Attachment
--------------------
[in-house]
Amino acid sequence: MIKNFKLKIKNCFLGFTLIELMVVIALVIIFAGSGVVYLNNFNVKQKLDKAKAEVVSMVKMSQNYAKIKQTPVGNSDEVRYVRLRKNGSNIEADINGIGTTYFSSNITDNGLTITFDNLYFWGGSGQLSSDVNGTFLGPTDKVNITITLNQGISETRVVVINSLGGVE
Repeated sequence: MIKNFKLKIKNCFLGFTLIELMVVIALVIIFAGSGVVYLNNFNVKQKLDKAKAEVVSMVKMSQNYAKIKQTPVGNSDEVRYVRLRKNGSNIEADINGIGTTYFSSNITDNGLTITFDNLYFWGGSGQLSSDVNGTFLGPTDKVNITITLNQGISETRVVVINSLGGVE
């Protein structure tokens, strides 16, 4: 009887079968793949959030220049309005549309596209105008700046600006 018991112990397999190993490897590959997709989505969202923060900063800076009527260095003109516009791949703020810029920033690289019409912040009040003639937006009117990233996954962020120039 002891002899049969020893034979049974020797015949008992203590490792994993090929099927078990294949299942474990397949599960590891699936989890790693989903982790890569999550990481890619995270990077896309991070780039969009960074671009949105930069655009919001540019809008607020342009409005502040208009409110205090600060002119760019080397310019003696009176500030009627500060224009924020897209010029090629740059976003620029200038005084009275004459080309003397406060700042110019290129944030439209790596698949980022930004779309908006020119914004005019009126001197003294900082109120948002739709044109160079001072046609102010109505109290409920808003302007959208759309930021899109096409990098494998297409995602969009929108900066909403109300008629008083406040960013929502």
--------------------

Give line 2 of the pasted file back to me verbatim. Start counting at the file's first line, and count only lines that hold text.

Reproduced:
Amino acid sequence: MIKNFKLKIKNCFLGFTLIELMVVIALVIIFAGSGVVYLNNFNVKQKLDKAKAEVVSMVKMSQNYAKIKQTPVGNSDEVRYVRLRKNGSNIEADINGIGTTYFSSNITDNGLTITFDNLYFWGGSGQLSSDVNGTFLGPTDKVNITITLNQGISETRVVVINSLGGVE